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Thus the fascist invasion of Ethiopia proved to be the knockout blow which finished the crippled organization once and for all.When the War broke out, the lot of the Sudanese troops in defeating Italy’s fascist armies in East Africa was the greatest and the most honorable.This article, which appeared in few Sudanese web sites, was written in the Arabic language by a witness of the times, a Sudanese Journalist and a man of letters, Ustaz Omar Ja’afer Al-Suri (Alim), who observed the drama with open eyes at a close range from a privileged position as the intrigue was unfolding and evolving.This work appeared for the first time in 2010 but was again published in several Sudanese websites and Arabic speaking Eritrean websites in May of 2016 with a word from the author by way of introduction.The battles of the valleys and highlands of Anseba and Keren–which were immortalized in popular songs–and the martyrs and the wounded of the Sudanese battalions were only testimonials to this fact.And when the British forces accompanied by Sudanese battalions[v] entered the Eritrean capital, Asmara, they were escorting Sudanese teachers, engineers, nurses, musicians, singers, and craftsmen ready to open schools and construct canals, roads, heal wounds, restore life-beats and manifestations.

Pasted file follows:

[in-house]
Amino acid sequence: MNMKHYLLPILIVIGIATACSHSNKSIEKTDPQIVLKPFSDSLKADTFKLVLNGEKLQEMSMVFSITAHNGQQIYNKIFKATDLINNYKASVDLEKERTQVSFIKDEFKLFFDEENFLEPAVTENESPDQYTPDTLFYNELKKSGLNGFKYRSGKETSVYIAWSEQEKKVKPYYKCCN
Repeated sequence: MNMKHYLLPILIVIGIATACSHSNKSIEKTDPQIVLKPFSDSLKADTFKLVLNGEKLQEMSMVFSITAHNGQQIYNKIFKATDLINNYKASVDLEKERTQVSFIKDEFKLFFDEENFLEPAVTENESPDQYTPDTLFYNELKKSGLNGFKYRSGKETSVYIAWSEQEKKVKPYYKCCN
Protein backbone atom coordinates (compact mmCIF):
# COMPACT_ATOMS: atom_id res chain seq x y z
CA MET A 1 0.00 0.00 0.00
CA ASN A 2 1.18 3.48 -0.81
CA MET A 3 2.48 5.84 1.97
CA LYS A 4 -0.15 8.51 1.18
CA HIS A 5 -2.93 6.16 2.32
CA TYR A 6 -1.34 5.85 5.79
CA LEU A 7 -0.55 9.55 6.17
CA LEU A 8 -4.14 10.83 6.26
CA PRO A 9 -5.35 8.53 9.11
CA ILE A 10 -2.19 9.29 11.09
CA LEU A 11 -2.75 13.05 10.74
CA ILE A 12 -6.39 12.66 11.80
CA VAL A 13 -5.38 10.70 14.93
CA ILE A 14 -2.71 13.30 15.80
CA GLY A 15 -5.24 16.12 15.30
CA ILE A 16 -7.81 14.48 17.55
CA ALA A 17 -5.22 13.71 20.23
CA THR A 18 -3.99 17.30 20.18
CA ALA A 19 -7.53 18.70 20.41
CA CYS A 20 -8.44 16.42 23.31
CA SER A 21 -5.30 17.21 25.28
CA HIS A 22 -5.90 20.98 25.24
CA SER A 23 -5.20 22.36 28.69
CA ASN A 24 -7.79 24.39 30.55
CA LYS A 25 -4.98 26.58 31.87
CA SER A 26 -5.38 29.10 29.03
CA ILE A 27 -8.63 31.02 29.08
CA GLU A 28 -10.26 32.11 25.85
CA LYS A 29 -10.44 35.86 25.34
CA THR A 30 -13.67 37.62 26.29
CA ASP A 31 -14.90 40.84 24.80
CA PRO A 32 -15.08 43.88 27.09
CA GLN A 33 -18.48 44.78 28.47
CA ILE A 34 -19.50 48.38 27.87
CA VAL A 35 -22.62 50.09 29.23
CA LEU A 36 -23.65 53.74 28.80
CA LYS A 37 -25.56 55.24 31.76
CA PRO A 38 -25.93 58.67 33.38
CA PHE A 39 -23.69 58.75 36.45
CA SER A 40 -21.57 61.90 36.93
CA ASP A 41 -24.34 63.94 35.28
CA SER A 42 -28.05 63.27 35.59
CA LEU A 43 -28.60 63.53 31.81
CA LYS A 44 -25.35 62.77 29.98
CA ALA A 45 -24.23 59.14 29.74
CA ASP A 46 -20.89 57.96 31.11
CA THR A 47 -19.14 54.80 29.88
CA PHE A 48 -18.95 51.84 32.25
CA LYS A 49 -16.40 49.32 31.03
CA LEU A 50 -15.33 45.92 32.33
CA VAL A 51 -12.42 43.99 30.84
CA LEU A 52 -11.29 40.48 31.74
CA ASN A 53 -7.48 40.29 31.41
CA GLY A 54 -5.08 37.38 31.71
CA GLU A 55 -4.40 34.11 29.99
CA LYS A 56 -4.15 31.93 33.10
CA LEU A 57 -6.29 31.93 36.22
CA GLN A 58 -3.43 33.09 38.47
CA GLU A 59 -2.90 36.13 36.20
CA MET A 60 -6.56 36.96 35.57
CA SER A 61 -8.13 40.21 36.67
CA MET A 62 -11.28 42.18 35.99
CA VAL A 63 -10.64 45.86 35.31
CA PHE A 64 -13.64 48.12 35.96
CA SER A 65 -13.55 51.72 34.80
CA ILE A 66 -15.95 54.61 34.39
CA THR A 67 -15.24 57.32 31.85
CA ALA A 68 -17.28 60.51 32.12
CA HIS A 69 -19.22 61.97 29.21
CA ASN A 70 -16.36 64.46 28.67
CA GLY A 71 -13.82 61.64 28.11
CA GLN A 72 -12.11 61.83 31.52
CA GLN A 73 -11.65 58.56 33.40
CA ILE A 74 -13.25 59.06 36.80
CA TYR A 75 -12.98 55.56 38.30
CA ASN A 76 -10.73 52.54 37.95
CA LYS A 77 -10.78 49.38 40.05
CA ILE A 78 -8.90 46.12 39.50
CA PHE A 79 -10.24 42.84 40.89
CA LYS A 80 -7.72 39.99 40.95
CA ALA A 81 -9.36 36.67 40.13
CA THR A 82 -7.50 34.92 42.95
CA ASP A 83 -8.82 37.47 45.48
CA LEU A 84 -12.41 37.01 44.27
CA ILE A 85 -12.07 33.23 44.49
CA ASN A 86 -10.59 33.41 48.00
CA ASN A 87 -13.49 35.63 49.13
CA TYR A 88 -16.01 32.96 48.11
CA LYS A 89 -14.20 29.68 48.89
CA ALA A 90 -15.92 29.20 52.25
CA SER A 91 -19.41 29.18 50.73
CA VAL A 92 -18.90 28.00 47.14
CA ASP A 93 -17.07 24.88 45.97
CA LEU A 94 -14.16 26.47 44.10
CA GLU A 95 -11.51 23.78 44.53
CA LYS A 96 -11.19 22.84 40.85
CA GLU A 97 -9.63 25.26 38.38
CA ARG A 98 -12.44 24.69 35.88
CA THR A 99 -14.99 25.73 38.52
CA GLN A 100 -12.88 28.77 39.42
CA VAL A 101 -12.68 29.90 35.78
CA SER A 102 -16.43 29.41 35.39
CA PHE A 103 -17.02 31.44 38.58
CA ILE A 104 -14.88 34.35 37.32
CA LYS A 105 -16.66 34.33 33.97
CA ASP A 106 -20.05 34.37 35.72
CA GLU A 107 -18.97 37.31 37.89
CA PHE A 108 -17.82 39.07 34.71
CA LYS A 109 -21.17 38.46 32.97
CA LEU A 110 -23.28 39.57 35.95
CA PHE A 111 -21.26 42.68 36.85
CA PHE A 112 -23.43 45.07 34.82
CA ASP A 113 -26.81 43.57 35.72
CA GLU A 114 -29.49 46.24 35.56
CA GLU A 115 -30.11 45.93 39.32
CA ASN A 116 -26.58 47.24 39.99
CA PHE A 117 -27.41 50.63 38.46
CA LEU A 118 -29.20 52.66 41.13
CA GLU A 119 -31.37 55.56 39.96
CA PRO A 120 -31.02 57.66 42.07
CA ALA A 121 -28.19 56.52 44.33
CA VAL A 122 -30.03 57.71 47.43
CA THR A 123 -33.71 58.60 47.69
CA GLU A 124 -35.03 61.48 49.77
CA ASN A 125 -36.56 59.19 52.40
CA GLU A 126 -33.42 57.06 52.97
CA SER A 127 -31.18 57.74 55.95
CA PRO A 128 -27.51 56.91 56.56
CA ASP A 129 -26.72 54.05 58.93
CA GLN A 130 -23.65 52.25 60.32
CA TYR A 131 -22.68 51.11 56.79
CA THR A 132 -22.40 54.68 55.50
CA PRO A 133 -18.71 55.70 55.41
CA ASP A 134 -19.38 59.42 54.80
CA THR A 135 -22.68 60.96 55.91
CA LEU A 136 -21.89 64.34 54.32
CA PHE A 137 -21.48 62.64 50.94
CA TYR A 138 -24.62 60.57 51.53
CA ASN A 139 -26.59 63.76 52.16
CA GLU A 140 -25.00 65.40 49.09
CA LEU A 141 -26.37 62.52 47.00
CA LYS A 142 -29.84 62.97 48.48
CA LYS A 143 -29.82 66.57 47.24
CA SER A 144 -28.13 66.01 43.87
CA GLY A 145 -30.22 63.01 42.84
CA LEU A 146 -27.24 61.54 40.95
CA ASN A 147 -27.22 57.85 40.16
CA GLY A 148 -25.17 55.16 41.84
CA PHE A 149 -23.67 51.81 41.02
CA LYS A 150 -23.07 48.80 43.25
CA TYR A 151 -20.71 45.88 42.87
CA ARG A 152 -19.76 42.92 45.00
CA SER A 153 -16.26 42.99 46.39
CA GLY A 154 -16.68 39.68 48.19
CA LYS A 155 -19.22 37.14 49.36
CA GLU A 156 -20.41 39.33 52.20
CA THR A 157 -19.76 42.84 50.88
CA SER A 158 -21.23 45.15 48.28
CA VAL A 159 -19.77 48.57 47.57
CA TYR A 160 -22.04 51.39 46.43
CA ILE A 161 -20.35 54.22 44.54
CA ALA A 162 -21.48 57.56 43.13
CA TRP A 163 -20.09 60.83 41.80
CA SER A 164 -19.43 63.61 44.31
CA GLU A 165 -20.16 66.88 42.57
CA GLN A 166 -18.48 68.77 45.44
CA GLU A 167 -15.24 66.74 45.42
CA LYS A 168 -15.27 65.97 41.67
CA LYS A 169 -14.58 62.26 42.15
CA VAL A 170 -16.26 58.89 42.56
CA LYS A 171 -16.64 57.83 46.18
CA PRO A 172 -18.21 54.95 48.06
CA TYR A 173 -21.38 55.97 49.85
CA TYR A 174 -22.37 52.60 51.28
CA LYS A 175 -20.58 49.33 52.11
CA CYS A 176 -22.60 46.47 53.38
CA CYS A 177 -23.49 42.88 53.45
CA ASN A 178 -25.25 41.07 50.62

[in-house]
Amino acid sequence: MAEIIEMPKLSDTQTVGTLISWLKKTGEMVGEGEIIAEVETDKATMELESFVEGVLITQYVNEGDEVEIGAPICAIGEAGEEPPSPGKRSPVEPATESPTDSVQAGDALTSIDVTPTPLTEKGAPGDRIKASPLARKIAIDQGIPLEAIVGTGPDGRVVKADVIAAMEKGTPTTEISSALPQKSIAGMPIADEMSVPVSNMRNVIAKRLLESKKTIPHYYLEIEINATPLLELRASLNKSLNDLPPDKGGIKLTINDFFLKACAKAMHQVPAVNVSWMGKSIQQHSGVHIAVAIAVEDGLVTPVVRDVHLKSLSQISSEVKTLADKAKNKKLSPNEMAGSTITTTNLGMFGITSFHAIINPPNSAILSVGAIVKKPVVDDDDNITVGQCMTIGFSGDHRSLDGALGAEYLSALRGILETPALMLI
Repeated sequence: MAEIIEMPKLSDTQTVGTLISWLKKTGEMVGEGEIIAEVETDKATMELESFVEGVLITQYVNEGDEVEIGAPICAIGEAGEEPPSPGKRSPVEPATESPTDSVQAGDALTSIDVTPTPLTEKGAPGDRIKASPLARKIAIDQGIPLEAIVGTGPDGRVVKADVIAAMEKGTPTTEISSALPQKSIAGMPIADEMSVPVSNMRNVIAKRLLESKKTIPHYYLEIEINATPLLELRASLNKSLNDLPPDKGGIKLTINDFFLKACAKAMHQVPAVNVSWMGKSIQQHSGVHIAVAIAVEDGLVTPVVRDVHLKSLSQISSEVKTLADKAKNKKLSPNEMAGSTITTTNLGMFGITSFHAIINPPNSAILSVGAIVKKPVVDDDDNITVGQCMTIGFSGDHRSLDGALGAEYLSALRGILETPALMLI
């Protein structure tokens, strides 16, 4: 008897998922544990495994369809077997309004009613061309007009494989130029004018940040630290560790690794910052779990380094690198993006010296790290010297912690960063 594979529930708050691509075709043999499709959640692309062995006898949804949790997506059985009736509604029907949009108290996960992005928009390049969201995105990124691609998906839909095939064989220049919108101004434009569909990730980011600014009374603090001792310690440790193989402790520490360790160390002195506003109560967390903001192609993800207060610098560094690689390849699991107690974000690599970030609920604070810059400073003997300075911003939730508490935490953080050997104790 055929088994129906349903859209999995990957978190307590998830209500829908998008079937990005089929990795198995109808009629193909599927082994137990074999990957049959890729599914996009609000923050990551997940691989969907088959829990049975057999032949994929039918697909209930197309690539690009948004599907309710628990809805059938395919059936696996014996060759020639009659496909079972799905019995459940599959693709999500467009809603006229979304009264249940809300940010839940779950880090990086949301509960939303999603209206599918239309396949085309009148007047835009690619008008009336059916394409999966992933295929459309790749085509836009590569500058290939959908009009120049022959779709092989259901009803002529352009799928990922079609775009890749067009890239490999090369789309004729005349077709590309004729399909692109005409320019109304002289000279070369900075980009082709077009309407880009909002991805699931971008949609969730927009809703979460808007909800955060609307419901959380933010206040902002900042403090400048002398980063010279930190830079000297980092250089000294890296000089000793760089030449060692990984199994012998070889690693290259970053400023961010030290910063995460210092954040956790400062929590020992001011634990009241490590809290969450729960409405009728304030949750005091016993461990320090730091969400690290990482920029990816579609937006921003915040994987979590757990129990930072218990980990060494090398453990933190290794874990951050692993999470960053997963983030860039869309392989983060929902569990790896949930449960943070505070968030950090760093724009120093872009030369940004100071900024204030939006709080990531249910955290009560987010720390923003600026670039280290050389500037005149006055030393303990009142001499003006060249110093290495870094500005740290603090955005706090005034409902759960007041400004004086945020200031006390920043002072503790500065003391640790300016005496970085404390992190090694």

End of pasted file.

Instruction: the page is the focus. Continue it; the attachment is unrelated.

But Teyfur’s destiny had to be dying in a cheap shelter- room at a poor neighborhood of Cairo, where some comates extended their magnanimity and kindness in spite of what they endured from him, and shipped his worn out, alcohol-consumed body to rest among his folks, in a soil he was coerced to betray, and where his soul may find peace and absolution.
Ahmed Teyfur’s sun rose in the newspaper (“October 21”), which was being issued by Saleh Mahmoud Ismail, one of the most eminent personalities of the Nationalist Unionist Party, and the Minister of Information in the October era[i].
Teyfur was the first reporter to enter Eritrea accompanied by its rebels, crossing, under the veil of night, the hills forming the border between Eastern Sudan and western Eritrea at the Hafera region, neighboring the town of Kessela.
The two books, displayed the same aim and spirit in spite of their difference in language and style.
It is impossible for one who reads and compares the two books to escape concluding that one is, definitely, a re-arrangement, rephrasing and compression of the other.